Toshiba Excite Write – Performance
A quad-core Tegra 4 processor and 2GB RAM is fine for Android to run smoothly and without any noticeable lag or stuttering, and as you’d expect the Excite Write handles day-to-day browsing, viewing and app usage without any complaints. Apps load quickly, and the whole thing provides a very smooth experience.
There are a few Android tablets in this price bracket with very similar specifications, and in day-to-day performance there’s very little to separate them to the naked eye, which is where our benchmarks come in. In Geekbench 3, the Excite Write scored a respectable 2,517 — identical to the HP Slatebook x2, but a little behind both the 2014 Samsung Galaxy Note 10.1 (2,756) and ASUS Transformer Pad TF701 (2,894).
In 3DMark Mobile, the results between the four Android tablets were pretty similar, only with more separating the Excite Write from the top of the class. While the Excite Write notched up a respectable 9,592 in the test, the HP Slatebook x2 was in front by a nose at 10,472, but once again both the Samsung Galaxy Note 10.1 (14,276) and ASUS Transformer Pad TF701 (15,492) steal the show.
Not that this makes a huge difference in the real world, with most
Android games aimed at phones with punier specifications than these. In
our real world gaming experiments, we found that even intensive games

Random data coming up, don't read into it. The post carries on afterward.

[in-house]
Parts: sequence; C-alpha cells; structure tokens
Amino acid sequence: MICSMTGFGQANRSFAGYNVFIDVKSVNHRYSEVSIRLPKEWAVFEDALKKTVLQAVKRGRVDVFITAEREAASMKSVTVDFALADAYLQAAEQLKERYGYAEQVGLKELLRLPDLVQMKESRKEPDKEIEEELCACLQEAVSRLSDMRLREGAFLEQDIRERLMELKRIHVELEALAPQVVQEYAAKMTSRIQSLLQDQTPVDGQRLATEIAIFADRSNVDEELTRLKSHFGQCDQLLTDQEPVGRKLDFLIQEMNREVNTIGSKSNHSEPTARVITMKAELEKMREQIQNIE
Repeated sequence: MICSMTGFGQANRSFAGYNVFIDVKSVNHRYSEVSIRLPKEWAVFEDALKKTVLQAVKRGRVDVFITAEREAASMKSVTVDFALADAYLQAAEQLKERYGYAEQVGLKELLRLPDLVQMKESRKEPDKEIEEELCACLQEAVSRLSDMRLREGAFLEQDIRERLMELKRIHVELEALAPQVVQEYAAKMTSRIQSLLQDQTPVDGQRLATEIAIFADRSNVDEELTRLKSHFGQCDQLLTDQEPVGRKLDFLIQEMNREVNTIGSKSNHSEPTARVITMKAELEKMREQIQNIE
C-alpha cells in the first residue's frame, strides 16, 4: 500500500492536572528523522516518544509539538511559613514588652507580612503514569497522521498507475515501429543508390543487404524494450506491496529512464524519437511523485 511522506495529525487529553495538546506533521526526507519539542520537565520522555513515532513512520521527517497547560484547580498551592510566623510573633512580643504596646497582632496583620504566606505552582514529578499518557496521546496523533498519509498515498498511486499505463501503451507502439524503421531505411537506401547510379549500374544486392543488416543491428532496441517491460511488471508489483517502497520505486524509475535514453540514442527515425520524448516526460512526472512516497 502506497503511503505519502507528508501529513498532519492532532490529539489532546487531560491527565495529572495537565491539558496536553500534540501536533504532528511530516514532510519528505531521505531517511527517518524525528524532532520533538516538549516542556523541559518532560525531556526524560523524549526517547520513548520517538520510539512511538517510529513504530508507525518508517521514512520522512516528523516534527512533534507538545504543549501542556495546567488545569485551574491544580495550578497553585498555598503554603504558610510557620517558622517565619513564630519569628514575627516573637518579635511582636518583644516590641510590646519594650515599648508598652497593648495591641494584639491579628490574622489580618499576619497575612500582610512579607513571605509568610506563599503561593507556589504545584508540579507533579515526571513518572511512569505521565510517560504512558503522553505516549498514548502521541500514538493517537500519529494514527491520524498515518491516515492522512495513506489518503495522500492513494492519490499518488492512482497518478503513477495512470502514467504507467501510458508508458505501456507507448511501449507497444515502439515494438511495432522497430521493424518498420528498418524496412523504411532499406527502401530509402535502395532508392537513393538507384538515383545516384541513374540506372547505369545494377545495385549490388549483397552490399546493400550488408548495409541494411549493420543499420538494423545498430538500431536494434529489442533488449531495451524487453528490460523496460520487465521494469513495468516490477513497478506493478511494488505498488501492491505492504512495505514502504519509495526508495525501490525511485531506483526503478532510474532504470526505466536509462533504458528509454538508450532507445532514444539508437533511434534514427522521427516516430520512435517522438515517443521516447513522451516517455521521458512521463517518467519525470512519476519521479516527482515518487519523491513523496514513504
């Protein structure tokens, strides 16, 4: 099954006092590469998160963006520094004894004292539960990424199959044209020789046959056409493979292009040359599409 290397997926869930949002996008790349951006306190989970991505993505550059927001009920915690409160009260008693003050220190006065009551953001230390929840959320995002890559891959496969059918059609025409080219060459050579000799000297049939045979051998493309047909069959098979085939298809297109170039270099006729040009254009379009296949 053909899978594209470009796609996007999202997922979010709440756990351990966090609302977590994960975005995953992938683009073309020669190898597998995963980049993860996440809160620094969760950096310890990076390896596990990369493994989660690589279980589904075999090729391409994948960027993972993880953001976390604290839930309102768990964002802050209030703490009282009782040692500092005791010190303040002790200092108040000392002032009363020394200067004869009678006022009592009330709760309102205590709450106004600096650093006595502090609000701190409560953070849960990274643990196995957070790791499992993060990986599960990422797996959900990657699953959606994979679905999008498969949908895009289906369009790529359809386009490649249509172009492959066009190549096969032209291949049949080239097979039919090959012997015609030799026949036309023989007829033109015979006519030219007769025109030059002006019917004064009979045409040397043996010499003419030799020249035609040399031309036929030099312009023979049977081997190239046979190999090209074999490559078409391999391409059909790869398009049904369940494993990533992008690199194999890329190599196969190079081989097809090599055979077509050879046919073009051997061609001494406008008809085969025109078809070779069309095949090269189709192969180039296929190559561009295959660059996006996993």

like Real Racing 3 ran smoothly without any stuttering.
Toshiba Excite Write – Camera
The Excite Write tablet features a front facing 1.2MP camera for video calls, and an 8MP camera for more detailed photos. While we’re still suspicious that anyone really uses their tablet for photography, it’s pretty clear that in the cutthroat world of Android tablets, any manufacturer ditching the feature would be at a disadvantage.
The results of the camera are pretty reasonable, though considerably better in naturally lit conditions, despite the LED flash. The images below show the kind of thing the Excite Write is capable of: a touch overexposed, and not great quality when zoomed in, but perfectly usable if you’re without a camera in a pinch.
The UI of the camera is pretty basic, with just three buttons: shoot, video/photo and a third one which opens a wheel of extras: flash, HDR, zoom and so on. Tapping anywhere allows you to focus. In short, it’s a basic package, but it does the job.
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